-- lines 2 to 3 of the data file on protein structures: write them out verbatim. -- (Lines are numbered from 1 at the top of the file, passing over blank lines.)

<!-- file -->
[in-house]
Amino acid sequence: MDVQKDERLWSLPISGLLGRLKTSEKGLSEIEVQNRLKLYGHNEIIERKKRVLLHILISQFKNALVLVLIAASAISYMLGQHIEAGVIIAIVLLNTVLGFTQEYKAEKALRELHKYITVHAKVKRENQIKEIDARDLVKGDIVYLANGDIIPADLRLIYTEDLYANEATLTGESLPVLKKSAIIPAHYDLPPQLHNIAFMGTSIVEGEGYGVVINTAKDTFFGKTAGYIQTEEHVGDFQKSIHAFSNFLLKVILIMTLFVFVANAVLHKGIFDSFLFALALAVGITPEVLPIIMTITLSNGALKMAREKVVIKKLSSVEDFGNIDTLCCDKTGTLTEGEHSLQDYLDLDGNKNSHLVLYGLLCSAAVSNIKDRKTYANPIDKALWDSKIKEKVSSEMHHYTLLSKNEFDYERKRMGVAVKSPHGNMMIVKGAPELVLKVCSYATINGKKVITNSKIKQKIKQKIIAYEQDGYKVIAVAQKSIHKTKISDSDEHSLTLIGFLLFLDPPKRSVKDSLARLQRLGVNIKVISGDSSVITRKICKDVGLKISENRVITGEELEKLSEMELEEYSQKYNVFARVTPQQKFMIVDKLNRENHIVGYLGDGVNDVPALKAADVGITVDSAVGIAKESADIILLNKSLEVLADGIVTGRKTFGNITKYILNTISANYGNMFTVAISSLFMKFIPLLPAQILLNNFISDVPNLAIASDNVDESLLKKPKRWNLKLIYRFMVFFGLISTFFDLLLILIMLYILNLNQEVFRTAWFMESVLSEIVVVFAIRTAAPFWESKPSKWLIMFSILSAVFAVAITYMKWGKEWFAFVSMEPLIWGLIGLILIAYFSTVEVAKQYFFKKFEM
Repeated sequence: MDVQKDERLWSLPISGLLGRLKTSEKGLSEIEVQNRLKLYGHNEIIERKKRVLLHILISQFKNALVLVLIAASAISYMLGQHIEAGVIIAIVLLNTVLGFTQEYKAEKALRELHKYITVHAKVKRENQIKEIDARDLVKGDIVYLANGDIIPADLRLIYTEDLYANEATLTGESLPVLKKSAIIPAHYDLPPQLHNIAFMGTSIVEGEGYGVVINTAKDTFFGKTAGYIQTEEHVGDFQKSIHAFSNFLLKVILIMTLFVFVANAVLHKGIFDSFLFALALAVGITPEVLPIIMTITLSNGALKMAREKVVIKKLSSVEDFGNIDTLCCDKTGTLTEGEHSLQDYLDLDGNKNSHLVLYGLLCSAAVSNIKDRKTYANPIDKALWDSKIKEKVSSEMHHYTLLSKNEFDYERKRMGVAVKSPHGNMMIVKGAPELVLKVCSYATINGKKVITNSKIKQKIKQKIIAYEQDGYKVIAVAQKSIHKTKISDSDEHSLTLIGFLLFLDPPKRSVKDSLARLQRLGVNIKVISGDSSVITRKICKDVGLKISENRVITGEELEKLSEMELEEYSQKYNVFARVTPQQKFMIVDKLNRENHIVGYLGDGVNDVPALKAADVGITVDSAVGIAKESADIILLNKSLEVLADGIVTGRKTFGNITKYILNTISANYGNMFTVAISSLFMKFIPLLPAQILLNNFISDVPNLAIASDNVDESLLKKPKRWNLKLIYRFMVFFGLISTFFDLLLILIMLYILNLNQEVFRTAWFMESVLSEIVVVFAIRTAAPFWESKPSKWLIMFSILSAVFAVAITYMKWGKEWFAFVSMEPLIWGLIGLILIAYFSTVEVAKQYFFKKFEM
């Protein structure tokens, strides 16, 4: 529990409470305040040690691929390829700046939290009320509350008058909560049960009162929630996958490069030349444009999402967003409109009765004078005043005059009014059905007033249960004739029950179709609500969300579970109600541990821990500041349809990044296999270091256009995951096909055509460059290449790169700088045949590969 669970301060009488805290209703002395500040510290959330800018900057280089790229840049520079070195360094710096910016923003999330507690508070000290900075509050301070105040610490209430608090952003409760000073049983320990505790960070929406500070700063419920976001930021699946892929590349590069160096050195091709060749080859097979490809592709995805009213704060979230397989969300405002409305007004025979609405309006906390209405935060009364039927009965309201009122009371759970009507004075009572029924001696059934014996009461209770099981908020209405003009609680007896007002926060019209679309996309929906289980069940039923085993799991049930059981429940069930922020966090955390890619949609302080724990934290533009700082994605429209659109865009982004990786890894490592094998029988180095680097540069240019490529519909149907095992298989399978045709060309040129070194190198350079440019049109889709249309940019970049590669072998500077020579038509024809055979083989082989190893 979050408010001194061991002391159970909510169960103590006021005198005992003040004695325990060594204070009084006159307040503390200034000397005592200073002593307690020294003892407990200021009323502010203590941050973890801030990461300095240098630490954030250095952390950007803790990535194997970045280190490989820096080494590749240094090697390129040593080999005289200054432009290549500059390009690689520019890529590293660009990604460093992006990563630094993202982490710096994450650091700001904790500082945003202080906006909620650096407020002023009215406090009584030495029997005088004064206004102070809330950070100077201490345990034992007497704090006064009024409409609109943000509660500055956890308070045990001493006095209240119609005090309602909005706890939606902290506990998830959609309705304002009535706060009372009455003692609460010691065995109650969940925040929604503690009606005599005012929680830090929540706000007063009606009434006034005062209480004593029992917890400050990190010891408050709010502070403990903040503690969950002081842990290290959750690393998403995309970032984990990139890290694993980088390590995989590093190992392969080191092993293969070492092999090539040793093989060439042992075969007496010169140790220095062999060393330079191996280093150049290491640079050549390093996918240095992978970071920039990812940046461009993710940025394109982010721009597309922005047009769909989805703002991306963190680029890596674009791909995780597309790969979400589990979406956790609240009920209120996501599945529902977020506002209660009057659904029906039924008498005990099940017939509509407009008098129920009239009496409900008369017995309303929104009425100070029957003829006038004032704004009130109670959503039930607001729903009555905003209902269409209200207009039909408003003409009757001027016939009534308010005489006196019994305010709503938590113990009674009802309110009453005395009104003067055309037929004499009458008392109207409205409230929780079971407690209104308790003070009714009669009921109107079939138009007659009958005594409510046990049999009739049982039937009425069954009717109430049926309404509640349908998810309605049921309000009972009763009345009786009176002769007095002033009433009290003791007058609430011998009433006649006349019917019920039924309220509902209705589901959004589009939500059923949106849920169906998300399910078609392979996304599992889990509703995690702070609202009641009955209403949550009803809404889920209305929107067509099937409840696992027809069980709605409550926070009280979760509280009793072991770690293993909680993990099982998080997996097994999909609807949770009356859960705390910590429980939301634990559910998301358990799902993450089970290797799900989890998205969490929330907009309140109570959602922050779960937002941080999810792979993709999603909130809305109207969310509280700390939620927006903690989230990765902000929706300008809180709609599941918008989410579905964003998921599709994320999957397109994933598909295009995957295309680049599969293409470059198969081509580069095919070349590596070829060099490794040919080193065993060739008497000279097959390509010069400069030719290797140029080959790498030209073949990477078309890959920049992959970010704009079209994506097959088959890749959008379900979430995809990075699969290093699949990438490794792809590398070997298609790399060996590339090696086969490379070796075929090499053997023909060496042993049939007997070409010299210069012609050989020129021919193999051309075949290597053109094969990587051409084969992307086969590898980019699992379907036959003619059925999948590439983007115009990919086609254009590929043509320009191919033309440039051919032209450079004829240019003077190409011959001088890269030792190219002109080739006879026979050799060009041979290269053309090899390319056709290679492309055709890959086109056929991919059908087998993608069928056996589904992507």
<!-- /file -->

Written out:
Amino acid sequence: MDVQKDERLWSLPISGLLGRLKTSEKGLSEIEVQNRLKLYGHNEIIERKKRVLLHILISQFKNALVLVLIAASAISYMLGQHIEAGVIIAIVLLNTVLGFTQEYKAEKALRELHKYITVHAKVKRENQIKEIDARDLVKGDIVYLANGDIIPADLRLIYTEDLYANEATLTGESLPVLKKSAIIPAHYDLPPQLHNIAFMGTSIVEGEGYGVVINTAKDTFFGKTAGYIQTEEHVGDFQKSIHAFSNFLLKVILIMTLFVFVANAVLHKGIFDSFLFALALAVGITPEVLPIIMTITLSNGALKMAREKVVIKKLSSVEDFGNIDTLCCDKTGTLTEGEHSLQDYLDLDGNKNSHLVLYGLLCSAAVSNIKDRKTYANPIDKALWDSKIKEKVSSEMHHYTLLSKNEFDYERKRMGVAVKSPHGNMMIVKGAPELVLKVCSYATINGKKVITNSKIKQKIKQKIIAYEQDGYKVIAVAQKSIHKTKISDSDEHSLTLIGFLLFLDPPKRSVKDSLARLQRLGVNIKVISGDSSVITRKICKDVGLKISENRVITGEELEKLSEMELEEYSQKYNVFARVTPQQKFMIVDKLNRENHIVGYLGDGVNDVPALKAADVGITVDSAVGIAKESADIILLNKSLEVLADGIVTGRKTFGNITKYILNTISANYGNMFTVAISSLFMKFIPLLPAQILLNNFISDVPNLAIASDNVDESLLKKPKRWNLKLIYRFMVFFGLISTFFDLLLILIMLYILNLNQEVFRTAWFMESVLSEIVVVFAIRTAAPFWESKPSKWLIMFSILSAVFAVAITYMKWGKEWFAFVSMEPLIWGLIGLILIAYFSTVEVAKQYFFKKFEM
Repeated sequence: MDVQKDERLWSLPISGLLGRLKTSEKGLSEIEVQNRLKLYGHNEIIERKKRVLLHILISQFKNALVLVLIAASAISYMLGQHIEAGVIIAIVLLNTVLGFTQEYKAEKALRELHKYITVHAKVKRENQIKEIDARDLVKGDIVYLANGDIIPADLRLIYTEDLYANEATLTGESLPVLKKSAIIPAHYDLPPQLHNIAFMGTSIVEGEGYGVVINTAKDTFFGKTAGYIQTEEHVGDFQKSIHAFSNFLLKVILIMTLFVFVANAVLHKGIFDSFLFALALAVGITPEVLPIIMTITLSNGALKMAREKVVIKKLSSVEDFGNIDTLCCDKTGTLTEGEHSLQDYLDLDGNKNSHLVLYGLLCSAAVSNIKDRKTYANPIDKALWDSKIKEKVSSEMHHYTLLSKNEFDYERKRMGVAVKSPHGNMMIVKGAPELVLKVCSYATINGKKVITNSKIKQKIKQKIIAYEQDGYKVIAVAQKSIHKTKISDSDEHSLTLIGFLLFLDPPKRSVKDSLARLQRLGVNIKVISGDSSVITRKICKDVGLKISENRVITGEELEKLSEMELEEYSQKYNVFARVTPQQKFMIVDKLNRENHIVGYLGDGVNDVPALKAADVGITVDSAVGIAKESADIILLNKSLEVLADGIVTGRKTFGNITKYILNTISANYGNMFTVAISSLFMKFIPLLPAQILLNNFISDVPNLAIASDNVDESLLKKPKRWNLKLIYRFMVFFGLISTFFDLLLILIMLYILNLNQEVFRTAWFMESVLSEIVVVFAIRTAAPFWESKPSKWLIMFSILSAVFAVAITYMKWGKEWFAFVSMEPLIWGLIGLILIAYFSTVEVAKQYFFKKFEM